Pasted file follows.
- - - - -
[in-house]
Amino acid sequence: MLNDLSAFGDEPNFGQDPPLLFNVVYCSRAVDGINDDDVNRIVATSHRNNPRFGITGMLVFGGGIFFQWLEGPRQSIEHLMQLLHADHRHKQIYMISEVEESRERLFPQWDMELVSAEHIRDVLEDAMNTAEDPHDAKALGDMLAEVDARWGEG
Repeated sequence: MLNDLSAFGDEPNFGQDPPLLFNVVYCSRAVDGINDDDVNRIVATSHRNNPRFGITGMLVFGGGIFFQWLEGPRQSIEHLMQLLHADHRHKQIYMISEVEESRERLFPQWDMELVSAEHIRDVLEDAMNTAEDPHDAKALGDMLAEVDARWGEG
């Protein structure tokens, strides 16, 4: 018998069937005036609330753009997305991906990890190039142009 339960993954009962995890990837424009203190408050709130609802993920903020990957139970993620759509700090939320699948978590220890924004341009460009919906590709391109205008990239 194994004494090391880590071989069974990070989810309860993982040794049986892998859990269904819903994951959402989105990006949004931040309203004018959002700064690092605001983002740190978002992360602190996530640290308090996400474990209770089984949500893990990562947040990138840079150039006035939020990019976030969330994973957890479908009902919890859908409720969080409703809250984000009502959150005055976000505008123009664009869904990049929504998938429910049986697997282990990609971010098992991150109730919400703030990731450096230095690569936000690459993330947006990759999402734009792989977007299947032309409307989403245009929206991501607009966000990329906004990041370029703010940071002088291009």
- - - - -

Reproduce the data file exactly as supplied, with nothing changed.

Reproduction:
[in-house]
Amino acid sequence: MLNDLSAFGDEPNFGQDPPLLFNVVYCSRAVDGINDDDVNRIVATSHRNNPRFGITGMLVFGGGIFFQWLEGPRQSIEHLMQLLHADHRHKQIYMISEVEESRERLFPQWDMELVSAEHIRDVLEDAMNTAEDPHDAKALGDMLAEVDARWGEG
Repeated sequence: MLNDLSAFGDEPNFGQDPPLLFNVVYCSRAVDGINDDDVNRIVATSHRNNPRFGITGMLVFGGGIFFQWLEGPRQSIEHLMQLLHADHRHKQIYMISEVEESRERLFPQWDMELVSAEHIRDVLEDAMNTAEDPHDAKALGDMLAEVDARWGEG
């Protein structure tokens, strides 16, 4: 018998069937005036609330753009997305991906990890190039142009 339960993954009962995890990837424009203190408050709130609802993920903020990957139970993620759509700090939320699948978590220890924004341009460009919906590709391109205008990239 194994004494090391880590071989069974990070989810309860993982040794049986892998859990269904819903994951959402989105990006949004931040309203004018959002700064690092605001983002740190978002992360602190996530640290308090996400474990209770089984949500893990990562947040990138840079150039006035939020990019976030969330994973957890479908009902919890859908409720969080409703809250984000009502959150005055976000505008123009664009869904990049929504998938429910049986697997282990990609971010098992991150109730919400703030990731450096230095690569936000690459993330947006990759999402734009792989977007299947032309409307989403245009929206991501607009966000990329906004990041370029703010940071002088291009």